With five days to go until the Iowa caucus, all six contenders for the Republican presidential nomination are making their rounds in small towns across Iowa. Newt Gingrich's poll numbers continue to fall in the Hawkeye state, opening up the possibility for another candidate to overtake the lead. Hopefuls who have stuck it out since the beginning — like Rick Santorum and Ron Paul — have experienced a recent uptick in popularity.
In Iowa the final sprint for the 2012 Republican presidential candidates has begun, with the state's all-important January 3 caucuses drawing near. On Saturday, all of the major Republican contenders, minus former Utah governor Jon Huntsman, took center stage at Drake University for a Des Moines debate. Surging frontrunner Newt Gingrich found himself fending off attacks from all sides throughout the night, while Mitt Romney may have left the lasting impression by offering Rick Perry a $10,000 bet, mid-debate.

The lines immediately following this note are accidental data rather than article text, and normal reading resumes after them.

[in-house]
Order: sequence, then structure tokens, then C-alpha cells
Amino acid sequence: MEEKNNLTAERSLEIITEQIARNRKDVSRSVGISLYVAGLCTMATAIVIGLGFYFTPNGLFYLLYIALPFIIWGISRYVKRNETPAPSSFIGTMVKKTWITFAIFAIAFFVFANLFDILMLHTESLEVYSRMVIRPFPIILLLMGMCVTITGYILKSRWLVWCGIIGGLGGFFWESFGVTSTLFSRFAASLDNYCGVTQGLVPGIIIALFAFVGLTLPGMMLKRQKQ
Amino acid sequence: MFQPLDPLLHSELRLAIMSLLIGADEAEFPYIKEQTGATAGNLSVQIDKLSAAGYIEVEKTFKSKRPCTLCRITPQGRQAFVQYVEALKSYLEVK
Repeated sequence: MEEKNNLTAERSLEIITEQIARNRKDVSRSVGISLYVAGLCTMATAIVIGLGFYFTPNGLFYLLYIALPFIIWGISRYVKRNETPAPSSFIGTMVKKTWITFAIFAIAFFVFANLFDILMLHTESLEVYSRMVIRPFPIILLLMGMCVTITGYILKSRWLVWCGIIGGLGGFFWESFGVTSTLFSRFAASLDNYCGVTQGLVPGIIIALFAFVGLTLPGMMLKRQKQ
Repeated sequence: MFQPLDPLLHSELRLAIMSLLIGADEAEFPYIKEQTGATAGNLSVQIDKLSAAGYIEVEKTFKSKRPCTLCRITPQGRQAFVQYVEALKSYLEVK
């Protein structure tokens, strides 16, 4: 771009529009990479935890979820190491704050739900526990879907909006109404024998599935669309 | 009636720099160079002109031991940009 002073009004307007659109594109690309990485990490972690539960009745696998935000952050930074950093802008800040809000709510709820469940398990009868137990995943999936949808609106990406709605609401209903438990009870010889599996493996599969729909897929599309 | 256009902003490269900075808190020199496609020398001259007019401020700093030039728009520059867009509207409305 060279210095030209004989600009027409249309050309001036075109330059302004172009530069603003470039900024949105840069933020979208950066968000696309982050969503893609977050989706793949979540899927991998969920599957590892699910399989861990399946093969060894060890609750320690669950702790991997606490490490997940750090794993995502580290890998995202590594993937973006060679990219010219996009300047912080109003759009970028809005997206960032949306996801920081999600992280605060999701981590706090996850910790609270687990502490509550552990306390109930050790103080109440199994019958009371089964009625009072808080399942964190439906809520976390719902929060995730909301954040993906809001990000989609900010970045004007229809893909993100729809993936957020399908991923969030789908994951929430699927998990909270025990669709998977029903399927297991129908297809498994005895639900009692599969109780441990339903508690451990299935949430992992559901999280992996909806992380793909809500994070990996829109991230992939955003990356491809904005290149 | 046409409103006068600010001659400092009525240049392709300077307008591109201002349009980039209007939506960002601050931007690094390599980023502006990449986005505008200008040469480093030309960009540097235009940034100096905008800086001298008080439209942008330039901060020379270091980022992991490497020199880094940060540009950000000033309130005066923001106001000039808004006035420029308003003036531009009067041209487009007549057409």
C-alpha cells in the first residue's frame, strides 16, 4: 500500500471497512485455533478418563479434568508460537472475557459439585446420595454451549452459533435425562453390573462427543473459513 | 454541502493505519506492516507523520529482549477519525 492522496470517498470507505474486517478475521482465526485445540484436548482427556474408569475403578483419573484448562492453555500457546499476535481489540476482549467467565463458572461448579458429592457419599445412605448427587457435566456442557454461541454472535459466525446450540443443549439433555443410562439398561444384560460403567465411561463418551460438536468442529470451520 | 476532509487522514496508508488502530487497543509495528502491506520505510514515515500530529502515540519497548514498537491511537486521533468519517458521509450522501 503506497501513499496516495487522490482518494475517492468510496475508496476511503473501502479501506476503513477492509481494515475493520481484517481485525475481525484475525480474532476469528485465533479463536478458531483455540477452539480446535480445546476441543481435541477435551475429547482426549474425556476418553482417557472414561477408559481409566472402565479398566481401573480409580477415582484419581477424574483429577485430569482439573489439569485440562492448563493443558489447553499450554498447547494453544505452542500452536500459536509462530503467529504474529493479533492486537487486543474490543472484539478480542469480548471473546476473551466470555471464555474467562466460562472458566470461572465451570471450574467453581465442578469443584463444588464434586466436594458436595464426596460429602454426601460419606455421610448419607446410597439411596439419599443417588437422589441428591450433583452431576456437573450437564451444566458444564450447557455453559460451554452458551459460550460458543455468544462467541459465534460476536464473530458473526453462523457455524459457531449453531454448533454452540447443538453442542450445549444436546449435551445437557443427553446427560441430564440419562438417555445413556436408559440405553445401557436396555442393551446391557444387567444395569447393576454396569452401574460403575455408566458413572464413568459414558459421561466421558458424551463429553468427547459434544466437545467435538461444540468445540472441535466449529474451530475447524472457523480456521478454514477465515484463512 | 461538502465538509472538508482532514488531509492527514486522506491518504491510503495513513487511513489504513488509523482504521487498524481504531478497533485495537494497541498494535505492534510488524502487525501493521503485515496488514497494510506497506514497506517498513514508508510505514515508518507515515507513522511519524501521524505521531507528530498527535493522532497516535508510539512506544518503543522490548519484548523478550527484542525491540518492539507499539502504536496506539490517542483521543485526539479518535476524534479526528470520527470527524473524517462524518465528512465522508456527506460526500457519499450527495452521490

Tomorrow is election day and candidates on both sides of the ballot are throwing their final pitch to voters. But are candidates trying to get away with throwing curve balls? We do a sanity check on various last-ditch ad campaigns with PolitiFact editor Bill Adair.
Only one week away from the highly anticipated mid-term elections, states across the country are inundated by political messages that often pull at voters' heartstrings rather than deal with political and practical realities. But just how much do modern politicians get away with as they bend, fold, spindle and mutilate the truth in these ads?